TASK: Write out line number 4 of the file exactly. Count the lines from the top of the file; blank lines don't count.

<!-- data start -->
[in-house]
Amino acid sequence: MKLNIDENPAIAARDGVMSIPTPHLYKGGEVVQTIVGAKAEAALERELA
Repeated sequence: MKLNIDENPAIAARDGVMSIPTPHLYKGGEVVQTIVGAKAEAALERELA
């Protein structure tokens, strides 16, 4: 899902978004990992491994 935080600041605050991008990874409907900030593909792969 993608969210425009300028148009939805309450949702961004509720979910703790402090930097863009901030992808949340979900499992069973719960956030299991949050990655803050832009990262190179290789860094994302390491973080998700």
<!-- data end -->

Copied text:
């Protein structure tokens, strides 16, 4: 899902978004990992491994 935080600041605050991008990874409907900030593909792969 993608969210425009300028148009939805309450949702961004509720979910703790402090930097863009901030992808949340979900499992069973719960956030299991949050990655803050832009990262190179290789860094994302390491973080998700």